Complete elimination of risk from electronic funds transfer is an impossible task. However, the increasing use of electronic transfer activities makes it essential that each System institution clearly understands the risks inherent in these activities and be aware of the methods for possibly reducing these risks to an acceptable level. The next section provides a brief discussion of some of the sources of risk involved in the overall cash management operations.
Evaluation Of Cash Management Performances
One of the most important jobs of the Finance Manager is to maintain sufficient liquidity to enable the firm to pay off its obligations when they fall due. To test a firm’s liquidity and solvency we commonly use current and quick ratios. Traditionally 2:1 current ratio and 1:1 quick ratio are taken as satisfactory standards for the purpose. The former indicates the extent of the soundness of the current financial position of a firm and the degree of safety provided to the creditors, the later signifies the ability of a firm to settle all its current obligations on a particular date.
|Year||Current Assets||Current Liabilities||Current Ratio|
The above figure is showing that the current ratio is decreasing. Although it is over 2:1 in the 5 years study period. So, I can say that the company has very sound position regarding liquidity.
The above figure is showing that the quick ratio is decreasing during the 5 years study period. Traditionally 1:1 quick ratio is taken as satisfactory standards for the purpose. The quick ratio is over 1:1 in the 5 years study period. So, I can say that the company has very sound position regarding liquidity.
Management of Inventory
Inventories are the stock of the product made for sale by the company or semi finished goods or raw materials. Inventory of finished goods which are ready for sale is required to maintain smooth marketing operation. The inventory of raw material and work in progress is required in order to maintain an unobstructed flow of material in the production line. These inventories serve as a link between the production and consumption of goods.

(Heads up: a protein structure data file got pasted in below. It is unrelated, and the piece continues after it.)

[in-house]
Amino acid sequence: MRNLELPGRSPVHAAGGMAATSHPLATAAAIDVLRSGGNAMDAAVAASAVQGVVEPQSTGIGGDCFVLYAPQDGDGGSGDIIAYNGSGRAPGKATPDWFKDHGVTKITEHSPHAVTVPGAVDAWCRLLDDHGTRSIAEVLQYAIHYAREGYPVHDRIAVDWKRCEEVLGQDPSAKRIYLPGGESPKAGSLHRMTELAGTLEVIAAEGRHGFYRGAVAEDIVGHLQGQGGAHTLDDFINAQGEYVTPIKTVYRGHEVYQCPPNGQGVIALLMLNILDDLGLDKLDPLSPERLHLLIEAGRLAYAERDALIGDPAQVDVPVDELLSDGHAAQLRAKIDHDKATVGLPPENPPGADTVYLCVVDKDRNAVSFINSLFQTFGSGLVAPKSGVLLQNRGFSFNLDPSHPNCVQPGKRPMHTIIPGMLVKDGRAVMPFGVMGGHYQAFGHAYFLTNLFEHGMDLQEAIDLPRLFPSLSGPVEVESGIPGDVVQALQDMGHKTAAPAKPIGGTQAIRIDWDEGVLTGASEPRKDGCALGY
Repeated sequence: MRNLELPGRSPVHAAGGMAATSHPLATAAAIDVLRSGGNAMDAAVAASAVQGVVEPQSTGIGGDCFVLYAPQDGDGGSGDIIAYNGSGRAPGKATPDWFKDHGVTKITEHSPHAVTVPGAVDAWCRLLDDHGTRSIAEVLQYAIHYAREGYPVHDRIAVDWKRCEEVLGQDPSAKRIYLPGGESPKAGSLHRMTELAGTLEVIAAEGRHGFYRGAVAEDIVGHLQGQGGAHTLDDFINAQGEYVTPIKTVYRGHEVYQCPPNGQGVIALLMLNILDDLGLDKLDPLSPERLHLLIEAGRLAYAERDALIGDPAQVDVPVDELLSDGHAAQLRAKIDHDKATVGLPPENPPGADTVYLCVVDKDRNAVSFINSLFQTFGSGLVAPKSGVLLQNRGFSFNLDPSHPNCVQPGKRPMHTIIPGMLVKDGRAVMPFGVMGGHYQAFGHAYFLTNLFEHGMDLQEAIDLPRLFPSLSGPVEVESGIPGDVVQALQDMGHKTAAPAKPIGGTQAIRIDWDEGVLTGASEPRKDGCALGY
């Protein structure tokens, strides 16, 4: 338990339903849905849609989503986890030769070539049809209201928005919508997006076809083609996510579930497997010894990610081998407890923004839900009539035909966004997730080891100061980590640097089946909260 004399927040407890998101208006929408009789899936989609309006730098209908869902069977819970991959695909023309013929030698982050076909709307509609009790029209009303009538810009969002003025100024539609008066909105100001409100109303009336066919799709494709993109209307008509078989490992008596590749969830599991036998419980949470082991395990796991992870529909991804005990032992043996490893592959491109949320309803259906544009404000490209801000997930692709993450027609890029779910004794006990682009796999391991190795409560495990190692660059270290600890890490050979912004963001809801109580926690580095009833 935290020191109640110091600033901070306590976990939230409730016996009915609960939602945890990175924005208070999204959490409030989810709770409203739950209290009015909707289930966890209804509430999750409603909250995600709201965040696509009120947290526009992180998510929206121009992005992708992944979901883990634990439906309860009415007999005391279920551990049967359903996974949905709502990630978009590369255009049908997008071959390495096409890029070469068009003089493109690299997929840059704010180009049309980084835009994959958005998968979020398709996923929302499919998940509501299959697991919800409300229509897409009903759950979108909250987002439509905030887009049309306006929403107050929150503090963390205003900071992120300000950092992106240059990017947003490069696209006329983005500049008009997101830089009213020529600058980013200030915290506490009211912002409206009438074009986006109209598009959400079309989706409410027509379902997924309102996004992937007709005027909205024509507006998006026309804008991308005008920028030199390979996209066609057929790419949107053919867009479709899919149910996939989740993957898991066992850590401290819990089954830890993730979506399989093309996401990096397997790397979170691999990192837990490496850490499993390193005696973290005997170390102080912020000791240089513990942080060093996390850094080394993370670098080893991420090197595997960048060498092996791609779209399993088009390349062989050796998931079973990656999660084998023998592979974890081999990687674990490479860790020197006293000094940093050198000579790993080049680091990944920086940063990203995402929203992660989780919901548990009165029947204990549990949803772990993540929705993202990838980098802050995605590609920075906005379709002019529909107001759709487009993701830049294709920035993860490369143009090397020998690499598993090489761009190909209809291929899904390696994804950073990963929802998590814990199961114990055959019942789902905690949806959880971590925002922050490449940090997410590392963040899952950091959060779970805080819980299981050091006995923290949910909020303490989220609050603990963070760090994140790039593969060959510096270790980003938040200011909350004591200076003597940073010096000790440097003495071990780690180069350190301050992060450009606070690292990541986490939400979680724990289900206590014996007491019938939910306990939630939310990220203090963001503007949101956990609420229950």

The aspect of management of inventory is especially important in respect to the fact that in country like Bangladesh, the capital block in terms of inventory is about 70% of the current assets. It is therefore, absolutely imperative to manage efficiently and effectively in order to avoid unnecessary investment in them. Although to maintain low inventories may prove to be profitable but to maintain very low inventories may prove risky on the contrary.
This aspect of management if tackled in a proper way may prove to be a boon its effective and efficient management would result in the maintaining of optimum level of inventories. At this level the profitability of the organization will not be jeopardized at the cost of inventory.
Now from the above stated facts it is clear that maintaining of optimum level of inventory involves huge cost, so why should keep the inventories at all. Basically there are three main reasons for which inventories are stocked and they are:-
- Transaction Motive: This motive lays emphasis on maintaining of inventories in order to maintain a smooth and unobstructed supply of materials for the sales and production operations.
- Precautionary Motive: This motive emphasizes on the stocking goods in order to guard against the uncertainties of future i.e. unpredictable changes in the forces of demand, supply and other forces.
- Speculative Motive: This motive influences the decisions regarding the increase or decrease in the level of inventory in order to take advantage of price fluctuations.
A company should maintain adequate stock of materials for a continuous supply to the factory for an uninterrupted production. It is not possible for a company to procure raw material instantaneously whenever needed. A time lag exists between demand and supply of material. Also, there exists an uncertainty in procuring raw material in time at many occasions. The procurement of materials may be delayed because of factors beyond company’s control e.g. transport disruption, strike etc. Therefore, the firm should keep a sufficient stock of raw material at a time to have streamline Other factors which may incite us to keep stock of inventories is the quantity discounts, expected rise is price.
The work in process inventory builds up because of the production cycle. Production cycle is the time span between the introduction of raw material in to the production and the emergence of finished goods at the completion of production cycle. Till the production cycle completes, the stock of work in process has to be maintained.
Efficient firms constantly try to make the production cycle smaller by improving their production techniques.
The stock of finished goods has to be held because production and sales are not instantaneous. A firm can not produce immediately when goods are demanded by customers. Therefore to supply finished goods on regular basis, their stock has to maintain for sudden demand of customers, in case the firm sales are seasonal in nature, substantial finished goods inventory should be kept to meet the peak demand. Failure to supply products to customer, when demanded, would mean loss of the firm’s sales to the competitors.
Major Raw Material used by the Company:
|Sl no||Particulars||Annual usage||Daily|
|Lead time in days||% of product used for production|
|2||stamping materials||300tons||833||3 tons||14||30|
|3||stator frames||4800pieces||10 pieces||300 pieces||30||20|
|4||CE & NC covers||9600 pieces||20 pieces||250 pieces||14||10|